Location: Location not imported yet.Title: Efficient Use of Plant Nutrients by Cereal Crops via Optimizing Soil Conditions) Author
Submitted to: Plant Nutrition Colloquium Proceedings
Publication Type: Proceedings
Publication Acceptance Date: 7/20/2009
Publication Date: 8/18/2009
Citation: Liu, G., Li, Y., Alva, A.K. 2009. Efficient Use of Plant Nutrients by Cereal Crops via Optimizing Soil Conditions. International Plant Nutrition Colloquium. University of California. http://repositories.cdlib.org/ipnc/xvi/1272. Interpretive Summary:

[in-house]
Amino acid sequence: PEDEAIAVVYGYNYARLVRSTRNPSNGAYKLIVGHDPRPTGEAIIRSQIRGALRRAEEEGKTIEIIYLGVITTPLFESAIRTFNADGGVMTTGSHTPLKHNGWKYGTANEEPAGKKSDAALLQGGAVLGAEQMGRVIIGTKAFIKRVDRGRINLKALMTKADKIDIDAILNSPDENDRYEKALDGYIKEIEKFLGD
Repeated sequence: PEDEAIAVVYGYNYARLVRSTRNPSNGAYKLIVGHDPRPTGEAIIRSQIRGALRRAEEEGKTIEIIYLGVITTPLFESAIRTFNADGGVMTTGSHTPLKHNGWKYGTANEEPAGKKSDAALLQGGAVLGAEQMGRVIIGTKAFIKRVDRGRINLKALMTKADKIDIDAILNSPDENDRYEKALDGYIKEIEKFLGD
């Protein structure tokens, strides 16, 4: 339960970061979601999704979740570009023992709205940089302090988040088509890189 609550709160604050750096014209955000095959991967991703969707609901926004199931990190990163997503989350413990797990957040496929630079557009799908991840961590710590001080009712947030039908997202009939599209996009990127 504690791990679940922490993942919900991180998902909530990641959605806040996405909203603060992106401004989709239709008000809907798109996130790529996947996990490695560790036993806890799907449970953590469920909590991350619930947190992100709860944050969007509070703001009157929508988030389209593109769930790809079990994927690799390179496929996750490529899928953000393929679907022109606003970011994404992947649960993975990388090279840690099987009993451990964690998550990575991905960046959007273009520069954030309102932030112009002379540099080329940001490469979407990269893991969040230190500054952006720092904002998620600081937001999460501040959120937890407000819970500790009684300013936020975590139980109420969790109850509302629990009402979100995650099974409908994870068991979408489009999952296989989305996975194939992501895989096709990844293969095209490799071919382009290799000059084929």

Technical Abstract: The price of nitrogen (N) fertilizer has increased by 5 fold during the last decade. This has led to a significant decline in net returns. However, the increase in cereal grain price for the same period of time was negligible compared to that of N fertilizer price. Poorly managed N fertilization can cause potential ammonia emission and nitrate contamination of groundwater, in addition to being waste of natural resources. Thus, improving N uptake efficiency in crop production is important to maintain economic and environmental sustainability. We have presented different strategies on efficient use of N and phosphorus (P) via optimizing soil conditions including water management and oxygen fertilization. Our recent research results has shown that at a given N rate and soil temperature, N loss by ammonia (NH3) emission was greater when soil water content was maintained at 20% than that at 80% of field capacity (FC ). Flooded corn (genotype: FR27 × FRMO17) seedlings with oxygen fertilization absorbed N 8- fold greater than those without oxygen fertilization. Nitrogen use efficiency of wheat (genotype: Yanzhong 144) seedlings grown in complete nutrient solution was 10-fold greater than that of the seedlings under low-phosphorus stress (P- imbalanced nutrient solution). These results indicate that appropriate soil water management, oxygen fertilization, and supply of well-balanced nutrients significantly reduced N loss and enhanced N uptake and N use efficiencies of corn and wheat.